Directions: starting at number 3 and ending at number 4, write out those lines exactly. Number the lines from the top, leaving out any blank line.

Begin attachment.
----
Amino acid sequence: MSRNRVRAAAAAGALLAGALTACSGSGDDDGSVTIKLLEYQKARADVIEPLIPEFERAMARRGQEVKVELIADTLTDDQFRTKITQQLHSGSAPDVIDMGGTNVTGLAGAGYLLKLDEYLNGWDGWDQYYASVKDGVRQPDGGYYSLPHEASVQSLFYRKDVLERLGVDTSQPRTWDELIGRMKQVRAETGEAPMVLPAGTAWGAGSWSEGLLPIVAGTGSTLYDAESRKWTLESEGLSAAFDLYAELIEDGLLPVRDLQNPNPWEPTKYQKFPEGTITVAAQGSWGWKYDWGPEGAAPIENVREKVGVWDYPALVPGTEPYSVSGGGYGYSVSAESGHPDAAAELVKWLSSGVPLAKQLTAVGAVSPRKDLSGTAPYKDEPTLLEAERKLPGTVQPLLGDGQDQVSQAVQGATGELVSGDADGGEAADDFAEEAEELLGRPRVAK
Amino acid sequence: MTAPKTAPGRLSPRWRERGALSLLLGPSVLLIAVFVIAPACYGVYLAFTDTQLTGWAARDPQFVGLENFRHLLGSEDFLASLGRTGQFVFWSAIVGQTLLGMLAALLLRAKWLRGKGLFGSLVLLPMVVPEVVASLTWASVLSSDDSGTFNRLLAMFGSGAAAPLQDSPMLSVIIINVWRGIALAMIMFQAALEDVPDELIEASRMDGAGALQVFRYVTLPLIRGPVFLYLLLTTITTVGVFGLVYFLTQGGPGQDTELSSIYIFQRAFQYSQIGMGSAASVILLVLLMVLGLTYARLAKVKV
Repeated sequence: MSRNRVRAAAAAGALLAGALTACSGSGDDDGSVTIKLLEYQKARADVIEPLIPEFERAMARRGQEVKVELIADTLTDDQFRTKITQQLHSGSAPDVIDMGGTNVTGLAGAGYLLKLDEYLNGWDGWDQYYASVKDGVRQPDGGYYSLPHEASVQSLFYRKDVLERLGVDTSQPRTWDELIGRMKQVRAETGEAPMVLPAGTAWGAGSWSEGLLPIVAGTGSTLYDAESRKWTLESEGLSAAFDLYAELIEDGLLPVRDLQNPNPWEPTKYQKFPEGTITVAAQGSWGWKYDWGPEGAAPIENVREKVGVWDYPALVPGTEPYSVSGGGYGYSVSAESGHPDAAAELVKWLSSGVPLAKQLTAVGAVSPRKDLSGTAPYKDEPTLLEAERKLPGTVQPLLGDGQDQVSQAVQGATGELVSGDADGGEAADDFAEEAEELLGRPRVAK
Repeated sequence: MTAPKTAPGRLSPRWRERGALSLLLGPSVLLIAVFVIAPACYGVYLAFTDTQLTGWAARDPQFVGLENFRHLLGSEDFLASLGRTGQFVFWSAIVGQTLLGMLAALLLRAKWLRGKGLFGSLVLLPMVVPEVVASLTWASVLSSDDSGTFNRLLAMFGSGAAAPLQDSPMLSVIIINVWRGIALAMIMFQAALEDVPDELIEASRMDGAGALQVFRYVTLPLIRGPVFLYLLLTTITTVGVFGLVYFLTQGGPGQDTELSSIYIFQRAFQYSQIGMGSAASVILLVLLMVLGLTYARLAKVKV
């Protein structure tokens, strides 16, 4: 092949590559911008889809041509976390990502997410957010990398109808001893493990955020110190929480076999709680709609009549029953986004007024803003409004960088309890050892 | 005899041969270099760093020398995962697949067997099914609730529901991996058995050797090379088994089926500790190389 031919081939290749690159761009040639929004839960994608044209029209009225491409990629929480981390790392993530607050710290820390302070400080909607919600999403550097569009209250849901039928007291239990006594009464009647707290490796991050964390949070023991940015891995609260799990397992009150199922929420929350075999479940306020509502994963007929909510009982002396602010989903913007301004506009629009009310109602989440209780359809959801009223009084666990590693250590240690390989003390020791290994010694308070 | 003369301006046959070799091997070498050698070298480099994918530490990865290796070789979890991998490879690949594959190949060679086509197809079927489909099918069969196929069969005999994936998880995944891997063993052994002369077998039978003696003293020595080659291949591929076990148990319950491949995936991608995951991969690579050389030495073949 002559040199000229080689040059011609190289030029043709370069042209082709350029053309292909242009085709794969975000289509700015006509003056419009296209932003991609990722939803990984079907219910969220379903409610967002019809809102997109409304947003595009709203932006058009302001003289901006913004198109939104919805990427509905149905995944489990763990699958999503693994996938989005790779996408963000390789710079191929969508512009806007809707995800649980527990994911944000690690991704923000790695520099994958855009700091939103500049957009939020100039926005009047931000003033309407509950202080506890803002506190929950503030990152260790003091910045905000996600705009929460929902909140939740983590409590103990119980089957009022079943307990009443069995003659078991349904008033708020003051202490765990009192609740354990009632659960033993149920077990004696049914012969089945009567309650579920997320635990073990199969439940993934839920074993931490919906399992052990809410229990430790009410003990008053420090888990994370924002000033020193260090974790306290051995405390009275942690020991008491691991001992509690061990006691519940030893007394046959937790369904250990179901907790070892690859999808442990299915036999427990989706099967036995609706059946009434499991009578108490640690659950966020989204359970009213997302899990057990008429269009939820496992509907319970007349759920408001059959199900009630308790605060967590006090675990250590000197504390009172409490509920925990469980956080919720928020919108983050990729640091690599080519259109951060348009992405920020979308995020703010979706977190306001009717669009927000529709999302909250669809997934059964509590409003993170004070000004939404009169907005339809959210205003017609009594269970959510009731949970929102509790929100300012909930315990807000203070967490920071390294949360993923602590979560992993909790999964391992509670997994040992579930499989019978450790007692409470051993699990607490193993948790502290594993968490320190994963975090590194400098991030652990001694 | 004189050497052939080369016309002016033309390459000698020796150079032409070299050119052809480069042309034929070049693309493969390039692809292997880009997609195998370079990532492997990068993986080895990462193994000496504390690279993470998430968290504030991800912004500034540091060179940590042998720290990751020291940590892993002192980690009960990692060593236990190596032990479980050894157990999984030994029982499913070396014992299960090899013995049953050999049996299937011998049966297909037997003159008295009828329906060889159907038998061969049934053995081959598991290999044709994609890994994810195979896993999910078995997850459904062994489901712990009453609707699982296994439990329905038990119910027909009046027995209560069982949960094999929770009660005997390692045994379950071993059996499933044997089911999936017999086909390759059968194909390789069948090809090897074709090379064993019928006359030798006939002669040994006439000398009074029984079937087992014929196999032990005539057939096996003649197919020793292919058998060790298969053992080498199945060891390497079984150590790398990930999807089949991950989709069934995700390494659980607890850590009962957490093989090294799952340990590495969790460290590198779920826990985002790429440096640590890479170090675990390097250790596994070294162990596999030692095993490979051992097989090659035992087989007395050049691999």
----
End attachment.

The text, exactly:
Repeated sequence: MSRNRVRAAAAAGALLAGALTACSGSGDDDGSVTIKLLEYQKARADVIEPLIPEFERAMARRGQEVKVELIADTLTDDQFRTKITQQLHSGSAPDVIDMGGTNVTGLAGAGYLLKLDEYLNGWDGWDQYYASVKDGVRQPDGGYYSLPHEASVQSLFYRKDVLERLGVDTSQPRTWDELIGRMKQVRAETGEAPMVLPAGTAWGAGSWSEGLLPIVAGTGSTLYDAESRKWTLESEGLSAAFDLYAELIEDGLLPVRDLQNPNPWEPTKYQKFPEGTITVAAQGSWGWKYDWGPEGAAPIENVREKVGVWDYPALVPGTEPYSVSGGGYGYSVSAESGHPDAAAELVKWLSSGVPLAKQLTAVGAVSPRKDLSGTAPYKDEPTLLEAERKLPGTVQPLLGDGQDQVSQAVQGATGELVSGDADGGEAADDFAEEAEELLGRPRVAK
Repeated sequence: MTAPKTAPGRLSPRWRERGALSLLLGPSVLLIAVFVIAPACYGVYLAFTDTQLTGWAARDPQFVGLENFRHLLGSEDFLASLGRTGQFVFWSAIVGQTLLGMLAALLLRAKWLRGKGLFGSLVLLPMVVPEVVASLTWASVLSSDDSGTFNRLLAMFGSGAAAPLQDSPMLSVIIINVWRGIALAMIMFQAALEDVPDELIEASRMDGAGALQVFRYVTLPLIRGPVFLYLLLTTITTVGVFGLVYFLTQGGPGQDTELSSIYIFQRAFQYSQIGMGSAASVILLVLLMVLGLTYARLAKVKV